US 3283992 A
Description (OCR text may contain errors)
8, 1966 L. A. HANSON ETAL 3,28
EMBOSSED ANTI-SKID BAGS Filed Feb. 10. 1965 INVENTORS FIG] PATENT AGENTS United States Patent M 3,283,992 EMBOSSED ANTI-SKID BAGS Lawrence A. Hanson, Thornhill, Ontario, and Aleck M. Kingsborough, Lindsay, Ontario, Canada, assignors to Union Carbide Canada Limited, Toronto, Ontario, Canada Filed Feb. 10, 1965, Ser. No. 431,621
Claims priority, application Canada, Apr. 17, 1964,
900,593, Patent 723,018
7 Claims. (Cl. 229-53) This invention relates to bags fabricated from a thin plastic film and provided with means such that when the bags are stacked upon each other, they resist sliding motion relative to each other.
As is well know, bags are employed throughout industry for packaging and shipping purposes. Industrial packaging and shipping bags, .after having been filled and sealed, commonly are transported and stored in stacks that frequently are ten or more tiers high. The stacked bags generally are placed upon skids or pallets to facilitate handling by fork-lift trucks or other vehicles.
Multiwall bags fabricated from heavy paper or textiles such as burlap inherently have surfaces with a sufficiently high coefficient of friction that any tendency for bags of such material to slip relative to each other when the bags are in stacked relationship is quite strongly resisted. However, this is not the case with prior art types of industrial plastic bags. The surfaces of such bags are quite smooth, and, depending upon the type of plastic material, generally have surfaces with quite low coefiicients of friction. When such bags are stacked upon each other, there is a decided tendency for the bags to slip, particularly during transportation thereof, so that the bags may fall from the stack or parts of the stack may shift. The consequence of this may be inconvenience in handling such bags, breakage of the bags and even injury to personnel or equipment.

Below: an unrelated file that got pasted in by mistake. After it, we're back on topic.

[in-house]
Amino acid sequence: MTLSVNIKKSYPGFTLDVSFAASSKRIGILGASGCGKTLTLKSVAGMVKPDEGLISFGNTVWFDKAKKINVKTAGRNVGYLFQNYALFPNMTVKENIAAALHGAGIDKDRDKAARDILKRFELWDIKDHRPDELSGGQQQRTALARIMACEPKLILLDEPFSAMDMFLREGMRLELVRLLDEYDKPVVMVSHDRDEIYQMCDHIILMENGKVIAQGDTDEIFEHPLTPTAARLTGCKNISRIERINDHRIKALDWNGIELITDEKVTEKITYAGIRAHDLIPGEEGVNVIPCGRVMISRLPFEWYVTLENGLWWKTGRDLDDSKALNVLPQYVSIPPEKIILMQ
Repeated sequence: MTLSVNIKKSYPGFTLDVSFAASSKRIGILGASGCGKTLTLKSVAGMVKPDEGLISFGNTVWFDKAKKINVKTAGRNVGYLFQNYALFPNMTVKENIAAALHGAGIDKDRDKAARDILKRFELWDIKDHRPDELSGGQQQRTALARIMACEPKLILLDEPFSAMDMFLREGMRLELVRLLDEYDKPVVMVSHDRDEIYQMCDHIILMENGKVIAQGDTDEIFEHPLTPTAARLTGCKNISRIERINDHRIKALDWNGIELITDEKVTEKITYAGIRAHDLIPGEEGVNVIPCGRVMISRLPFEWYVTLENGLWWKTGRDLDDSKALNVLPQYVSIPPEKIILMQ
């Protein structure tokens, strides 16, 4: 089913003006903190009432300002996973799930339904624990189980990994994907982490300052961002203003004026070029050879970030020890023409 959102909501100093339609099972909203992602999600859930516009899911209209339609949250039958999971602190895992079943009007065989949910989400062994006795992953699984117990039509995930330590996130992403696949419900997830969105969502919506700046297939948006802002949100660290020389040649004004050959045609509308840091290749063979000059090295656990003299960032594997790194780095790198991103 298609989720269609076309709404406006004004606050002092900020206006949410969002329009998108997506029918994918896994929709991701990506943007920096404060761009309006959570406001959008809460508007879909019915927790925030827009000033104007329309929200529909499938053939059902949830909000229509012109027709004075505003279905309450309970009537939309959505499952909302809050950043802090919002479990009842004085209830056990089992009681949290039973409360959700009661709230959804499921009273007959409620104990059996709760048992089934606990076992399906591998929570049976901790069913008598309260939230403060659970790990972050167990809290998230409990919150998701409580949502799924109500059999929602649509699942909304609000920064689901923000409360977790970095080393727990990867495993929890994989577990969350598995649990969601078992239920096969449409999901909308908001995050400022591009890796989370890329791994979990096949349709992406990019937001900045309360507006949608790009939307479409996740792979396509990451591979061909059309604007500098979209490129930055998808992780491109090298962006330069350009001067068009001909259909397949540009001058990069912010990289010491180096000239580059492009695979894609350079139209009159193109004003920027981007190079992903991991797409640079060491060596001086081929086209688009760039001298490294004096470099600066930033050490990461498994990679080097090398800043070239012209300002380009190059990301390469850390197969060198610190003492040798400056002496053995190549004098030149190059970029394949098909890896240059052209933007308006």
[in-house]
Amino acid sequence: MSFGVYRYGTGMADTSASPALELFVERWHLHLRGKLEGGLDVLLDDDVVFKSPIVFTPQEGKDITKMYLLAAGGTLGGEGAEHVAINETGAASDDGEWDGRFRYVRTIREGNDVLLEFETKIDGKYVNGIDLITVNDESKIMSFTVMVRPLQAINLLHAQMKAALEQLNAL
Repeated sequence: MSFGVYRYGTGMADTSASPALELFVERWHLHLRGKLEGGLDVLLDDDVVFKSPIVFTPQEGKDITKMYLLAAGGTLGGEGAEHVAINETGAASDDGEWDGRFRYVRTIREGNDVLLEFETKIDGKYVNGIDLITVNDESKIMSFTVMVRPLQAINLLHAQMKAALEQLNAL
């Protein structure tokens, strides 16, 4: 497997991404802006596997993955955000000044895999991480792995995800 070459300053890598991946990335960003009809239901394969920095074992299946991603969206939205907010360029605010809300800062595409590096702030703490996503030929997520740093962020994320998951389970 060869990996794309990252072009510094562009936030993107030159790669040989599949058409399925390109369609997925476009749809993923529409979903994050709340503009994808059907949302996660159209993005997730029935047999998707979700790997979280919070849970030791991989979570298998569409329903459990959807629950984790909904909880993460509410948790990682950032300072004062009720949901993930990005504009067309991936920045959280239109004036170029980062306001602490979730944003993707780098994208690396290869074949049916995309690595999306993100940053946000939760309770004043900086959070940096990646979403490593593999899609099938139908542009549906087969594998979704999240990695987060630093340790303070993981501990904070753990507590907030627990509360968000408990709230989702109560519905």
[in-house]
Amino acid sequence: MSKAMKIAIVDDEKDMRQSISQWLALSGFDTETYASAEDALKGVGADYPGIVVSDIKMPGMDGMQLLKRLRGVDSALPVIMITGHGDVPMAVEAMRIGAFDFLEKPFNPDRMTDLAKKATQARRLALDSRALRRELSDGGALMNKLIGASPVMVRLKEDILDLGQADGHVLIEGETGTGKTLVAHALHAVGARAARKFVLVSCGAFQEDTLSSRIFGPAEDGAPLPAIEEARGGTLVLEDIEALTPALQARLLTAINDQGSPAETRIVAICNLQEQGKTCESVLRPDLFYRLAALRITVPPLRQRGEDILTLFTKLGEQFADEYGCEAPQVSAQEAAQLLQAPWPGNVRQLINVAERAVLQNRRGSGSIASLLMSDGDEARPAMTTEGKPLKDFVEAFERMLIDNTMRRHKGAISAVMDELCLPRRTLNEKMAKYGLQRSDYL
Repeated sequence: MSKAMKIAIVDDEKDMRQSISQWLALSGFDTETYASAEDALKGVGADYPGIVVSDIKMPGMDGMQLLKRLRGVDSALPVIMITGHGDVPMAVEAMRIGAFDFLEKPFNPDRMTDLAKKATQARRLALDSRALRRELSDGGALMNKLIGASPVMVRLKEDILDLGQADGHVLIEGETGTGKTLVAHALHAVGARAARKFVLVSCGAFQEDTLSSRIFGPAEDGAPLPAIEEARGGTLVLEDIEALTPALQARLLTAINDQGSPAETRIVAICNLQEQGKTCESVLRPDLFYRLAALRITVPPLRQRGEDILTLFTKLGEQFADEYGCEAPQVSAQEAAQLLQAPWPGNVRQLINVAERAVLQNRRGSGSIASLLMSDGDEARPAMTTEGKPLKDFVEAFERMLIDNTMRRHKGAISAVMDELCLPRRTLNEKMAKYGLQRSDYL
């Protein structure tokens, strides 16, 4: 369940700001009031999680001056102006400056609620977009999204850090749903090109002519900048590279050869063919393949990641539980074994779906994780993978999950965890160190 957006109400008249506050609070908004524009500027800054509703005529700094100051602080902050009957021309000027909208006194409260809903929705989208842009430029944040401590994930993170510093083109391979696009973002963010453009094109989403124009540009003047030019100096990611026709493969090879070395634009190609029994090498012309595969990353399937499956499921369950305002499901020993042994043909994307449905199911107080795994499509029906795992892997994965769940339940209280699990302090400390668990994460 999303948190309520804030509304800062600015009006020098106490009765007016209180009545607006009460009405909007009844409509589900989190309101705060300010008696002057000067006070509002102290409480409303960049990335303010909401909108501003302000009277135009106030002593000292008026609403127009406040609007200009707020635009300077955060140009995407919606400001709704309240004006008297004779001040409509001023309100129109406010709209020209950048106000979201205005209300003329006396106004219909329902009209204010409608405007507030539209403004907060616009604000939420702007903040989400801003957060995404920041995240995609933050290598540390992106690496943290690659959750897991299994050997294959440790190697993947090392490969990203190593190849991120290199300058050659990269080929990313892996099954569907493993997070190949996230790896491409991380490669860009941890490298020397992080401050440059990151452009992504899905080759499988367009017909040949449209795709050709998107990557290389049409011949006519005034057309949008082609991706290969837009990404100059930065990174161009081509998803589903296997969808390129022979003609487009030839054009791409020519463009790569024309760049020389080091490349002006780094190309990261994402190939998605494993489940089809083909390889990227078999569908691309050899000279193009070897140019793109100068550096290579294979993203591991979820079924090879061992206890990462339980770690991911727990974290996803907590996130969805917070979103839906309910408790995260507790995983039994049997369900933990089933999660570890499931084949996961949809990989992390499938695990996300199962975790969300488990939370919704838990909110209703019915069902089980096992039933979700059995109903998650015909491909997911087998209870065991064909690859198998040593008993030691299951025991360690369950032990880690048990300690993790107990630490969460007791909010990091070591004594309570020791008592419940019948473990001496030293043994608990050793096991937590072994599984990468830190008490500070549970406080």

The aforementioned disadvantages are particularly noticeable in industrial bags fabricated from polyolefins, such as polyethylene and polypropylene, and have been a factor which has rendered such bags unsuitable for use in certain applications where otherwise their use would be very desirable.
Many attempts have been made to solve the aforementioned problem. Thus, additives have been added to the plastic material itself to increase the coefiicient of friction thereof; coatings have been applied to the bags in an attempt to provide a means for partially locking stacked bags together by adhesive action; coatings which will impart a rough surface to the bags have been applied thereto; and skid-resistant spacers, such as are shown in United States Patent No. 2,784,131, issued March 5, 1957, H. Fletcher, Jr., have been tried.